Indigenous feeling for land is at the opposite end of the political spectrum from racist claims of superiority.  The old myths have much to teach, despite the political and theological challenges of finding a balance between reverence for place and the demands of modernity.  An underlying question is how a spiritual affinity with the earth can be regained in a way that respects Christianity, while also critiquing theology that is alienated from the earth.

The clash of mythologies is a valuable research topic for sociological understanding.  People inhabit mythic paradigms[19] such as conservatism, liberalism, radicalism, science, Christian fundamentalism, popular television, ecology, Islam, etc, and construct values from within their worldview.  The result is often a partisan outlook, with people believing their own myth is true and good while opposing myths are wrong and bad.  People can find it hard to see the good in other myths –for example scientists and fundamentalists tend to lack respect for each other’s beliefs.    Some scientists don’t see any value in the social and ethical role of religion, while some religious people are fearful that empirical study of evolution and sexuality does not properly understand the basis of traditional values.

These ideas about ethics, place and mythology lead me to suggest Christianity should change its interpretation of John 14:6, where Jesus said ‘I am the way, the truth and the life’.  Missionaries have used this line to make people abandon myths which gave them deep meaning and identity.  It would be better to respect traditions by recognising that wherever people find the way of truth and life, there too is Christ, and using this as a starting point for dialogue about the gospels.  Such an outlook might lead the Anglican Church to consider inviting Grafton’s Bundjalung community to paint a mural of the rainbow snake inside the cathedral as a gesture towards cultural reconciliation.  Would Aboriginal people want to do this? What sort of a debate would this start?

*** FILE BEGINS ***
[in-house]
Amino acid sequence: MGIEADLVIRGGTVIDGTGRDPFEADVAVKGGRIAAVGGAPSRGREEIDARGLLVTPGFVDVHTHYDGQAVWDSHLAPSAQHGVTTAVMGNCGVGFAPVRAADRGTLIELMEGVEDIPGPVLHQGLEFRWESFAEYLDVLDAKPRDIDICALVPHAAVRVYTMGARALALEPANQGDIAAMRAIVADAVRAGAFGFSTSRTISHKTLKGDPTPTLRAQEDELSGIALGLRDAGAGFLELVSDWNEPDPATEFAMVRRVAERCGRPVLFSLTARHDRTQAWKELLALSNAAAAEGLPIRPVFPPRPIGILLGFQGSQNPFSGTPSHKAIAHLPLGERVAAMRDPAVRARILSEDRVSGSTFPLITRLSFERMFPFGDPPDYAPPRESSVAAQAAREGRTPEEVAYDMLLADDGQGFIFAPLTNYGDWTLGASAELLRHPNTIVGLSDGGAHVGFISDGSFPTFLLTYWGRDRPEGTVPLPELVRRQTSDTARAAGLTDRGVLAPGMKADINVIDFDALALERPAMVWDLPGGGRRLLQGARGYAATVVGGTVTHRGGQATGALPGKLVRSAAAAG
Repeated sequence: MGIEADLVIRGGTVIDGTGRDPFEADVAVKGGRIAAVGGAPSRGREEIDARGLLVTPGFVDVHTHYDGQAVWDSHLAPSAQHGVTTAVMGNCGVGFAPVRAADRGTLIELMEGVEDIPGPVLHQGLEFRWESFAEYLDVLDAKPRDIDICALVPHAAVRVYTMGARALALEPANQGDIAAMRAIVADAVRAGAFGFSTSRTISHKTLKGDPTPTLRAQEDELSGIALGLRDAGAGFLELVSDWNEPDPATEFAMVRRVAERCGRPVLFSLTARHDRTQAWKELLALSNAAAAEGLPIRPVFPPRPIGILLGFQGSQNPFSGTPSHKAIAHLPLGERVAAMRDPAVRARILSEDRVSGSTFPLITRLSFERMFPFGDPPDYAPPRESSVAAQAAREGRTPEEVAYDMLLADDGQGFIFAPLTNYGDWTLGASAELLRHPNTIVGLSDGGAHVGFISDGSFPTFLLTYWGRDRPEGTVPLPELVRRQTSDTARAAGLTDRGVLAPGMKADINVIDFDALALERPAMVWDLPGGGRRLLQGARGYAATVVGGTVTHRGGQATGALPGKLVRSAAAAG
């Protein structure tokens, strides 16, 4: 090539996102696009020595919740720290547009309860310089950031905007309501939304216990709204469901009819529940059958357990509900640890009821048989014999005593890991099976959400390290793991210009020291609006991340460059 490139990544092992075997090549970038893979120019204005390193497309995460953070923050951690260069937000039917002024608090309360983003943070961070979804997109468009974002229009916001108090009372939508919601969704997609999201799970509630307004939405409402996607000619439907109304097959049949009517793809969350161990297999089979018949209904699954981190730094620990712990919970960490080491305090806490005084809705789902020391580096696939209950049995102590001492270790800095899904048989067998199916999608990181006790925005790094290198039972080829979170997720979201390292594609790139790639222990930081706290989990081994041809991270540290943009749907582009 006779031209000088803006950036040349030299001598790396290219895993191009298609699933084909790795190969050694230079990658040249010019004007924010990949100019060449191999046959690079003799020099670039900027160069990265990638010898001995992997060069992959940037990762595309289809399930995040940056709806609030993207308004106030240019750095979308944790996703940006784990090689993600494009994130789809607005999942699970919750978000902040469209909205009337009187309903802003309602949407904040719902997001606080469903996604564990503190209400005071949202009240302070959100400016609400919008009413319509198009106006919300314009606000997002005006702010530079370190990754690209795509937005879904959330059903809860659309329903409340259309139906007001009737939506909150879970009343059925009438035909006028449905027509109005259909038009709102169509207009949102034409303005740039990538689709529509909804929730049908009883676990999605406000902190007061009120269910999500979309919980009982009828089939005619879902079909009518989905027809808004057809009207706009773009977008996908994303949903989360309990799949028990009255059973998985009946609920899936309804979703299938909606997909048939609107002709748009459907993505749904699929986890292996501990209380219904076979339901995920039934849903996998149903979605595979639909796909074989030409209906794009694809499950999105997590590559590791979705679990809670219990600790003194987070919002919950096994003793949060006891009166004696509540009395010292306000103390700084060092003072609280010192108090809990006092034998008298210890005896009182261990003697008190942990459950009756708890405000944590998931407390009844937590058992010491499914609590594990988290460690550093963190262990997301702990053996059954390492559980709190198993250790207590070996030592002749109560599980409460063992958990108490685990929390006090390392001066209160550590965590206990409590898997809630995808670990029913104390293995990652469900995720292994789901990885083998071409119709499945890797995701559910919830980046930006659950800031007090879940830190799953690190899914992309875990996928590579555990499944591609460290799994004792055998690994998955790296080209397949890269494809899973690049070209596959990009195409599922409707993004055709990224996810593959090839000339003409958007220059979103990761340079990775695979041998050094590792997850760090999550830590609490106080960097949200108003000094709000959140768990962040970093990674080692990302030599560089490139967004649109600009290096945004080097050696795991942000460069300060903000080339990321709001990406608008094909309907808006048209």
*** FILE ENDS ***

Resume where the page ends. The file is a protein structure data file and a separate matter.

Robert Tulip is a friend of ASCM in Canberra.

[1] Whitehead: Symbolism : Its Meaning and Effect, 1927, p.88.

[2] Grafton Festival, Speakers included Festival Patron Howie Firth of Orkney (, Arthur Zajonc - physicist, anthroposophist and dialoguer with the Dalai Lama (, Melanie Purcell - researcher in hermetic mystery; Robert Eisenman of Dead Sea Scrolls and James fame (, and well known Australians such as Veronica Brady and Rachael Kohn.  The conference website includes a paper I gave on some themes I have written on in Jubilee Grapevine.  PSTF was covered on the ABC by Rachael Kohn at

[3] R. May, The Cry For Myth

[12] Pax Christi gives suggestions for such change in its publication Celebrating Difference

[19] cf TS Kuhn – The Structure of Scientific Revolutions